I have a few skills I’ve picked up over the years, however, the application of makeup is not one of them…
Whilst I might not be able to name all of the latest brands and I’m completely unaware of the new ‘must have’ product, I do find the process of getting made up for the day enjoyable. It feels like in the past few years, the application of makeup has taken a whole new level, with words like ‘contour‘, ‘highlight‘ and ‘shading‘ being part of most young women’s vocabulary. In an attempt to learn more, I spent some time reading about the history of makeup, it’s well documented that the first users of ‘Makeup’ were the ancient Egyptians and during the 1900’s some women took to ‘painting‘ their faces in an attempt to look paler. In stark contrast to the ‘Modern Day‘ Britain addiction to fake tan, it was considered more desirable to be pale, as that meant you had more leisure time inside rather than working in the fields.
It was in around 1910 that make-up started to become more widespread and popular, previously seen as something for only ‘ladies of the night’ the film and entertainment industry were making the concept more socially acceptable and popular. Surprisingly, it wasn’t until very recently (the 1970’s) the makeup opened up as a key industry for females, with the start of the ‘Avon Lady’ and fast forward to 2018, where more women than ever are making an impact in this business.
When I was younger, my makeup application was always with heavy hands, stuck in the flow of insecurity, inexperience, and poor color matching, I spent years caked in orange foundation and heavily applied eyeliner. Ove the years I’ve eased off and my skin has thanked me for it, I try to avoid exercising whilst wearing makeup and the photo’s from our local ‘Park Run’ more than confirm this statement!
As part of my mission to not only ‘say yes‘ but also to expand my knowledge, I decided to book a ‘Makeup Lesson’ with the lovely Natalie Wood, who was the woman behind my Wedding Makeup, professional Makeup Artist and overall, a very decent and talented young lady. As I’d used Natalie’s services before, I knew what to expect, so I removed all my makeup, pulled back my hair and popped on an old top. I then set up in the area with the most natural light, watched Natalie open up her suitcases packed with cosmetics and got ready to focus and learn.
Tools of the trade…
Brushes. ah in my inexperienced mind just a few sponge applicators should do the trick, right? No, not quite…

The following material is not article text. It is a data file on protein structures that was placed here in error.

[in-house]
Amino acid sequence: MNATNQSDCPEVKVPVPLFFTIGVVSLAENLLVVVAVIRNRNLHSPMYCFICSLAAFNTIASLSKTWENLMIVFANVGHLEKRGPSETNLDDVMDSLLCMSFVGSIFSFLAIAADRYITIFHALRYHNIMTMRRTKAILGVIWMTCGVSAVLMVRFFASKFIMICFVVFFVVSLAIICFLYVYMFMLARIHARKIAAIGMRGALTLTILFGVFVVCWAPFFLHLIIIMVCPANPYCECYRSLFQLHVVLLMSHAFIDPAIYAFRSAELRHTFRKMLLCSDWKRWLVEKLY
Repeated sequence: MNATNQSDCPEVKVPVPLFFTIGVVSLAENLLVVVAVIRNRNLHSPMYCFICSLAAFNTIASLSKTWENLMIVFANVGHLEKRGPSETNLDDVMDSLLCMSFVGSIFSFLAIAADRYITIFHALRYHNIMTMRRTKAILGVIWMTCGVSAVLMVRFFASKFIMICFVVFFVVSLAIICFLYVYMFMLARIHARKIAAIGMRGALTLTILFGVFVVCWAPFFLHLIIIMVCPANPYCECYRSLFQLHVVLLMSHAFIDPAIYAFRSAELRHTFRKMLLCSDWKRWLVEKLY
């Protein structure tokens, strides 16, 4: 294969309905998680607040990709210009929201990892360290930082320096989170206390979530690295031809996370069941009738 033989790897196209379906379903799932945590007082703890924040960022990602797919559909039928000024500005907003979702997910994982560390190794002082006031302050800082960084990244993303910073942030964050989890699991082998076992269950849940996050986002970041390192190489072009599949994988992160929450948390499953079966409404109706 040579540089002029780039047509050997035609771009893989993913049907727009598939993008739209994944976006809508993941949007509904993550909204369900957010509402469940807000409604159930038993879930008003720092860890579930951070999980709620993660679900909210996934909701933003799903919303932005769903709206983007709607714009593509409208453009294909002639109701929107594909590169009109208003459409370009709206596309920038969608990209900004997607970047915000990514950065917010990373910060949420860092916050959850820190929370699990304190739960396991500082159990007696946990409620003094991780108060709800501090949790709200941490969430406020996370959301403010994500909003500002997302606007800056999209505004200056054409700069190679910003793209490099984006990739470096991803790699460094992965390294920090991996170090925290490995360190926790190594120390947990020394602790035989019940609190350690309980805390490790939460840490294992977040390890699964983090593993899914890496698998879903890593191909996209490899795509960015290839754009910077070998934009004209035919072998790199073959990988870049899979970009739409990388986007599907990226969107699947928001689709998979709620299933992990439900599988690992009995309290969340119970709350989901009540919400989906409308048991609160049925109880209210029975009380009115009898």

Turns out there’s a reason that makeup brushes are such big business, you see, alow and behold, they actually come in rather useful! Almost every element of my look, from my base to my eyes and eyebrows and contour, required a brush. I learned how to correctly apply eyeshadow, with what’s called a ‘windscreen wiper technique’ and using a paler shade a fluffy brush, I was able to blend away any heavy-handed mistakes.
Tweezers. not only for shaping the perfect brow and removal of any random unwanted facial hair, these are a key part of the application of false eyelashes.
Fixing Spray. Fed up of covering everyone you meet with a fine dusting of powder? Or your make up sliding away by the time you arrive at the afterparty? (Also known as Bedtime) fixing spray is the addition you need.
Flash Eyelashes. Once considered something you’d only see a ‘Popstar’ wearing these have become more varied and more ‘everyday’ than ever before. The trick is to allow the glue to get tacky and then use the handle of your tweezers to put them in place, and then turn your tweezers around (So that the sharp end isn’t near your eye) and slowly press them into your lid. Then follow up with mascara after, to ensure you have a more natural and blended look.
Blend. Then blend a bit more and when you think that you might have been blending for 10 minutes, blend a bit more. No, seriously for a polished and natural look, blending your foundation and eyeshadow will give you the very best results.
Brushes. As previously mentioned, the right brushes will make a difference, this doesn’t mean you need to spend a small fortune, I found this fabulous starter set for under £15.00
Moisturise. Regardless of if you’re going to wear foundation or not, always start by applying moisturizer to your face, this will help and the application process and you can use a primer too if desired.
Start with your eyes first. This isn’t a hard set rule, but by starting with your eyes you can then clean up any excess eyeshadow or mistakes, without ruining your base.
Use a concealer as your eyeshadow primer. Make sure you blend this in first to prevent creases, but it acts as the ideal base, shapen’s up and tidies up brows and disguises any ‘baby hairs‘.
For the perfect contour, make a letter ‘C‘. I was put off the idea of contouring as I’d watched so many videos’s which used such heavy application techniques, I didn’t want to be ‘caked’ but I learnt by using a bronzer/powder a few shades darker and natural light, the ideal contour will follow a letter ‘C’ on your face. Start at your temples and finish at your cheekbone, strangely enough, this is harder than I expected to explain!
Obviously, I’m far from an expert and maybe his isn’t the most comprehensive guide, but I’ve already put my new skills into action and I’m looking forward to a future where I don’t look ‘Natural with a hint of clown’.